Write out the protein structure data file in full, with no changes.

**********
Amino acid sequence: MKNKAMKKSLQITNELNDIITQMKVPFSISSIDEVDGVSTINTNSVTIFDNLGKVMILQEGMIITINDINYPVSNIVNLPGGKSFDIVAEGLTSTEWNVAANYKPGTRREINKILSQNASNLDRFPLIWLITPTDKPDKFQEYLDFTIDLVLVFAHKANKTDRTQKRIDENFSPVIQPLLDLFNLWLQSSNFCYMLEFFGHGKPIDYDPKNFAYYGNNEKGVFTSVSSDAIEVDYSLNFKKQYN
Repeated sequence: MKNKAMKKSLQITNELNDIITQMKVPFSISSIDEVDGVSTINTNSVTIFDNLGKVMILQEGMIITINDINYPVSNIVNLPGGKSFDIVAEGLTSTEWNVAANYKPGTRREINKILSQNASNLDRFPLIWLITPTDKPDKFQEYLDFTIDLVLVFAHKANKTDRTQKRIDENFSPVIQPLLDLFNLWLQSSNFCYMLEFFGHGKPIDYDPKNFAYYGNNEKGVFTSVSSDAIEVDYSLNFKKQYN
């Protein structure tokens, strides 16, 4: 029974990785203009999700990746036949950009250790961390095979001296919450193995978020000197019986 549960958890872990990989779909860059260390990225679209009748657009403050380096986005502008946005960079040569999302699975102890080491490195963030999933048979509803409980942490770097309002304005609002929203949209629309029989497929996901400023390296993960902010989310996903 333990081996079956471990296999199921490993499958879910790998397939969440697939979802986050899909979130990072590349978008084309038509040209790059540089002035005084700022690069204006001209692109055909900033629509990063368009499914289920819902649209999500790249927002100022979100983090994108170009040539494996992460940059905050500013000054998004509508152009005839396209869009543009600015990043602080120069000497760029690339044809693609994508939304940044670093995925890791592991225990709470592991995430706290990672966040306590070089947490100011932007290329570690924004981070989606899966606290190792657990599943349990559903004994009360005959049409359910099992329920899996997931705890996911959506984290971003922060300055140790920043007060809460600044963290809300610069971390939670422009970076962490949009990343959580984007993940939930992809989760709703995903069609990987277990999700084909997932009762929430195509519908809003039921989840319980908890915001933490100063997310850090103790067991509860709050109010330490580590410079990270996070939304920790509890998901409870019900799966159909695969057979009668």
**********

Amino acid sequence: MKNKAMKKSLQITNELNDIITQMKVPFSISSIDEVDGVSTINTNSVTIFDNLGKVMILQEGMIITINDINYPVSNIVNLPGGKSFDIVAEGLTSTEWNVAANYKPGTRREINKILSQNASNLDRFPLIWLITPTDKPDKFQEYLDFTIDLVLVFAHKANKTDRTQKRIDENFSPVIQPLLDLFNLWLQSSNFCYMLEFFGHGKPIDYDPKNFAYYGNNEKGVFTSVSSDAIEVDYSLNFKKQYN
Repeated sequence: MKNKAMKKSLQITNELNDIITQMKVPFSISSIDEVDGVSTINTNSVTIFDNLGKVMILQEGMIITINDINYPVSNIVNLPGGKSFDIVAEGLTSTEWNVAANYKPGTRREINKILSQNASNLDRFPLIWLITPTDKPDKFQEYLDFTIDLVLVFAHKANKTDRTQKRIDENFSPVIQPLLDLFNLWLQSSNFCYMLEFFGHGKPIDYDPKNFAYYGNNEKGVFTSVSSDAIEVDYSLNFKKQYN
């Protein structure tokens, strides 16, 4: 029974990785203009999700990746036949950009250790961390095979001296919450193995978020000197019986 549960958890872990990989779909860059260390990225679209009748657009403050380096986005502008946005960079040569999302699975102890080491490195963030999933048979509803409980942490770097309002304005609002929203949209629309029989497929996901400023390296993960902010989310996903 333990081996079956471990296999199921490993499958879910790998397939969440697939979802986050899909979130990072590349978008084309038509040209790059540089002035005084700022690069204006001209692109055909900033629509990063368009499914289920819902649209999500790249927002100022979100983090994108170009040539494996992460940059905050500013000054998004509508152009005839396209869009543009600015990043602080120069000497760029690339044809693609994508939304940044670093995925890791592991225990709470592991995430706290990672966040306590070089947490100011932007290329570690924004981070989606899966606290190792657990599943349990559903004994009360005959049409359910099992329920899996997931705890996911959506984290971003922060300055140790920043007060809460600044963290809300610069971390939670422009970076962490949009990343959580984007993940939930992809989760709703995903069609990987277990999700084909997932009762929430195509519908809003039921989840319980908890915001933490100063997310850090103790067991509860709050109010330490580590410079990270996070939304920790509890998901409870019900799966159909695969057979009668």